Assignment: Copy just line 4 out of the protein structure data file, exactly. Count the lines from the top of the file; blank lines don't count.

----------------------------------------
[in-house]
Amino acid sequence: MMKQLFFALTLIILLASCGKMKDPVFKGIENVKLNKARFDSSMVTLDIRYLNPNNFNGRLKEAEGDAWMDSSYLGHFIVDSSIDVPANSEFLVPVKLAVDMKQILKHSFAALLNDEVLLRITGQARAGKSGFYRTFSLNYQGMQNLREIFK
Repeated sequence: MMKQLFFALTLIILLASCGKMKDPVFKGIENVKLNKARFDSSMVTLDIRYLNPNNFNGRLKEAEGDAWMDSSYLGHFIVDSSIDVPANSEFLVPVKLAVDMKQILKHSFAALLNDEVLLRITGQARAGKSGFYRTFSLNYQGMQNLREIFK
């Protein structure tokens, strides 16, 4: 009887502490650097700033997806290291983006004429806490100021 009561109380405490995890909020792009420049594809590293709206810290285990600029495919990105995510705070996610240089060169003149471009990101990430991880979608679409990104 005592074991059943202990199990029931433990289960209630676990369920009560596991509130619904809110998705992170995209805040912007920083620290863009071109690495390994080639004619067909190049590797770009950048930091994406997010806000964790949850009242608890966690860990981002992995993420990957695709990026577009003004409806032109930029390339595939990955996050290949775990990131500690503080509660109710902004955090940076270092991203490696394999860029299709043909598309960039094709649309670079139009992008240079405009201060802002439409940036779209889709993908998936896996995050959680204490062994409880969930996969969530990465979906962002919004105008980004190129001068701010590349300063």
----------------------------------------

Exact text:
């Protein structure tokens, strides 16, 4: 009887502490650097700033997806290291983006004429806490100021 009561109380405490995890909020792009420049594809590293709206810290285990600029495919990105995510705070996610240089060169003149471009990101990430991880979608679409990104 005592074991059943202990199990029931433990289960209630676990369920009560596991509130619904809110998705992170995209805040912007920083620290863009071109690495390994080639004619067909190049590797770009950048930091994406997010806000964790949850009242608890966690860990981002992995993420990957695709990026577009003004409806032109930029390339595939990955996050290949775990990131500690503080509660109710902004955090940076270092991203490696394999860029299709043909598309960039094709649309670079139009992008240079405009201060802002439409940036779209889709993908998936896996995050959680204490062994409880969930996969969530990465979906962002919004105008980004190129001068701010590349300063």